America in the 20th Century - Vol. 9

America in the 20th Century - Vol. 9

America in the 20th Century - Vol. 9

America in the 20th Century - Vol. 9


Copiously illustrated with period photographs, prints, and historic documents to appeal to students from sixth grade through high school, these volumes provide a decade-by-decade overview of American history in the 20th century, with a focus on social issues. Attention is paid to developments in politics, business, technology, and people's lives at home and at work; short biographies of leading figures are included. Two of the volumes contain primary sources, also grouped by decade; documents are followed by discussion and short lists of questions. Annotation (c)2003 Book News, Inc., Portland, OR (


[Our optimism [must
be] turned loose again
…People who talk
about an age of limits are
really talking about their
own limitations, not

Ronald Reagan

Sometimes, the truth hurts. The truth mortally wounded President Jimmy Carter in 1979, when he told Americans in his most famous speech that the country lacked resolve— that it suffered from a [crisis of confidence.] Already unpopular, Carter became one of the most-disliked chief executives of the century. Most Americans wanted pep talks, not handwringing, from their president. The faults Jimmy Carter saw in 1970s America were seen by citizens as somehow his fault. They were many and varied.

The 1970s began with Richard M. Nixon running the country and with Spiro T. Agnew as his vice president. Nixon weathered the Vietnam War in part by joining advisor Henry Kissinger in lying about or concealing illegal military actions that killed thousands of people in Southeast Asia. The president got away with deceit abroad, but illegal acts eventually caught up with him at home. Vice President Agnew had taken bribe money while governor of Maryland and all but admitted it by pleading no contest to the criminal charge of tailing to pay taxes on the bribe. He resigned in disgrace in 1973 and was replaced by Gerald Ford of Michigan, the leading Republican in the U.S. House of Representatives.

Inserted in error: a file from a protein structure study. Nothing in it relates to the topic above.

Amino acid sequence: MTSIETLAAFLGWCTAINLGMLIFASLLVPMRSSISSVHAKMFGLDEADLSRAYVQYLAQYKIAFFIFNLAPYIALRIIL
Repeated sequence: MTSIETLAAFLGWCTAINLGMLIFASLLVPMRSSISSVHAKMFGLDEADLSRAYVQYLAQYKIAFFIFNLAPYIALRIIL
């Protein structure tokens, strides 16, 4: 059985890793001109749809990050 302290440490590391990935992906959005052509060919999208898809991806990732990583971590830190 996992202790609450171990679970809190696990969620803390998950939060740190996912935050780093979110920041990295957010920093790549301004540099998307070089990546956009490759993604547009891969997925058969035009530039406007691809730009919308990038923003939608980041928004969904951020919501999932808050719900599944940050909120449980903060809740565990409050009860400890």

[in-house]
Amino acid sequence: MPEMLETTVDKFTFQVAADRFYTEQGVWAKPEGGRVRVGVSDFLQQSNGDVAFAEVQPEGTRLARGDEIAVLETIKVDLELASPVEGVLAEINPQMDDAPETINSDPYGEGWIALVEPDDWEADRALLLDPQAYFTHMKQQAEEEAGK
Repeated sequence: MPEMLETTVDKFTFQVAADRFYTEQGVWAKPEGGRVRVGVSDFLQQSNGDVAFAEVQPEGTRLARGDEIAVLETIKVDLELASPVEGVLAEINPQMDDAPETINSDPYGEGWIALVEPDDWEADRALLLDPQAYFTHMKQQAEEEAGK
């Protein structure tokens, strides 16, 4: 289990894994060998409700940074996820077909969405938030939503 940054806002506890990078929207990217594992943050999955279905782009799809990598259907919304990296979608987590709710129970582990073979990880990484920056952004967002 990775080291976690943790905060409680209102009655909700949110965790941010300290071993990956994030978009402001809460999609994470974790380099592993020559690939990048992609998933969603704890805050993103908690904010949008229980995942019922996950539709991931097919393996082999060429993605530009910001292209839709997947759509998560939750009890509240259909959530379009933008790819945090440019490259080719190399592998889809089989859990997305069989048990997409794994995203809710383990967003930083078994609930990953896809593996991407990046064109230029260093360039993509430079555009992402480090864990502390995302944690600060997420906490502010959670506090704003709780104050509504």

Nixon and his advisors weren't always connected to reality. George McGovcrn, nominated by left-leaning Democrats, didn't have a prayer of winning the 1972 presidential election. But nevertheless Nixon backers ordered a break-in of Democratic party headquarters in Washington's Watergate apartment complex for a look around. The crooks were caught, and the trail of knowledge about this [third-rate burglary] ended at the White House. Seeing his cronies admit to their crimes and faced with endless embarrassment and certain impeachment, Nixon resigned in 1974. He was automatically succeeded by Gerald Ford.

Ford—and Carter two years after him— could hardly have taken the helm at a worse time. The country, admittedly or not, had just lost a war. The postwar economy was a combination of stagnation and inflation that the experts labeled [stagflation.] Prices rose steeply, and there was no economic growth. Interest rates on home mortgages and loans for cars and home improvements headed toward the 20 percent mark— an increase of 300 percent or more in less than a decade. Though interest rates on investments often exceeded 15 percent, the dollar bought less and less every day for months at a time. Economists and ordinary citizens alike feared the kind of nightmarish inflation seen in Germany after World War I, where a wheelbarrow filled with money would buy no more than a loaf of bread.

Initially, voters turned their wrath on Gerald Ford, but only in part . . .

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